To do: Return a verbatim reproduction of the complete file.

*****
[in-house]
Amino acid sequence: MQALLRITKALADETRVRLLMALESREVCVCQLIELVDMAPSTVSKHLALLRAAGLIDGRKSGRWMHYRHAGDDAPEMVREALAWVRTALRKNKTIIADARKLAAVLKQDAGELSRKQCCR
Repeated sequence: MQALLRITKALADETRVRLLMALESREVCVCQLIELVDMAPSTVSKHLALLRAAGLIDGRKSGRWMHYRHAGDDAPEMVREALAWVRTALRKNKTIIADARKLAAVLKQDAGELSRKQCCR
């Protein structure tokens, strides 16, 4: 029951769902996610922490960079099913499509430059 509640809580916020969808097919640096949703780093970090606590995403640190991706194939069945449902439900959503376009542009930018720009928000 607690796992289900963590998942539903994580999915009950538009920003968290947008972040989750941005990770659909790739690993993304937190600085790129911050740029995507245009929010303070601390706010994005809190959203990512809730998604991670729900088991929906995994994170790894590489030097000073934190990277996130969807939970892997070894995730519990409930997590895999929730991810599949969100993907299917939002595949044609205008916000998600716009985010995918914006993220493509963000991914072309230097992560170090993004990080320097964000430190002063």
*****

[in-house]
Amino acid sequence: MQALLRITKALADETRVRLLMALESREVCVCQLIELVDMAPSTVSKHLALLRAAGLIDGRKSGRWMHYRHAGDDAPEMVREALAWVRTALRKNKTIIADARKLAAVLKQDAGELSRKQCCR
Repeated sequence: MQALLRITKALADETRVRLLMALESREVCVCQLIELVDMAPSTVSKHLALLRAAGLIDGRKSGRWMHYRHAGDDAPEMVREALAWVRTALRKNKTIIADARKLAAVLKQDAGELSRKQCCR
């Protein structure tokens, strides 16, 4: 029951769902996610922490960079099913499509430059 509640809580916020969808097919640096949703780093970090606590995403640190991706194939069945449902439900959503376009542009930018720009928000 607690796992289900963590998942539903994580999915009950538009920003968290947008972040989750941005990770659909790739690993993304937190600085790129911050740029995507245009929010303070601390706010994005809190959203990512809730998604991670729900088991929906995994994170790894590489030097000073934190990277996130969807939970892997070894995730519990409930997590895999929730991810599949969100993907299917939002595949044609205008916000998600716009985010995918914006993220493509963000991914072309230097992560170090993004990080320097964000430190002063």